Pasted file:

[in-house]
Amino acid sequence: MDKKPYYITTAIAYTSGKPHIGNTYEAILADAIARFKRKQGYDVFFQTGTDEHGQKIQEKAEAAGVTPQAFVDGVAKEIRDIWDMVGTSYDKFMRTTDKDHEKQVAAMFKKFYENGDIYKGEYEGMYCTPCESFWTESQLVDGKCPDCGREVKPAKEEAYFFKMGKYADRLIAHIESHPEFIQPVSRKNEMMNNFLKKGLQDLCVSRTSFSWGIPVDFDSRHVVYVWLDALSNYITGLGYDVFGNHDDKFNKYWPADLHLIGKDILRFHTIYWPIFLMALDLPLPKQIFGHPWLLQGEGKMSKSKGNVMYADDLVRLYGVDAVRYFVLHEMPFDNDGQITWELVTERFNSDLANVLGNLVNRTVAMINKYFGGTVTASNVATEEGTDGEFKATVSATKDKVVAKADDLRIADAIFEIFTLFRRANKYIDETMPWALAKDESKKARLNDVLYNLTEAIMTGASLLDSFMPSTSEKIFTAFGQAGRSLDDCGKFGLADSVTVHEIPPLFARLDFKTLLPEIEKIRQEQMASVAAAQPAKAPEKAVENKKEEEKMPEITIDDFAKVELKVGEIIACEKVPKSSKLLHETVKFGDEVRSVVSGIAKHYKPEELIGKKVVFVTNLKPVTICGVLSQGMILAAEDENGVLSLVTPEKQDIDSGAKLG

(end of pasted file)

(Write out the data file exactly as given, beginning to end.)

[in-house]
Amino acid sequence: MDKKPYYITTAIAYTSGKPHIGNTYEAILADAIARFKRKQGYDVFFQTGTDEHGQKIQEKAEAAGVTPQAFVDGVAKEIRDIWDMVGTSYDKFMRTTDKDHEKQVAAMFKKFYENGDIYKGEYEGMYCTPCESFWTESQLVDGKCPDCGREVKPAKEEAYFFKMGKYADRLIAHIESHPEFIQPVSRKNEMMNNFLKKGLQDLCVSRTSFSWGIPVDFDSRHVVYVWLDALSNYITGLGYDVFGNHDDKFNKYWPADLHLIGKDILRFHTIYWPIFLMALDLPLPKQIFGHPWLLQGEGKMSKSKGNVMYADDLVRLYGVDAVRYFVLHEMPFDNDGQITWELVTERFNSDLANVLGNLVNRTVAMINKYFGGTVTASNVATEEGTDGEFKATVSATKDKVVAKADDLRIADAIFEIFTLFRRANKYIDETMPWALAKDESKKARLNDVLYNLTEAIMTGASLLDSFMPSTSEKIFTAFGQAGRSLDDCGKFGLADSVTVHEIPPLFARLDFKTLLPEIEKIRQEQMASVAAAQPAKAPEKAVENKKEEEKMPEITIDDFAKVELKVGEIIACEKVPKSSKLLHETVKFGDEVRSVVSGIAKHYKPEELIGKKVVFVTNLKPVTICGVLSQGMILAAEDENGVLSLVTPEKQDIDSGAKLG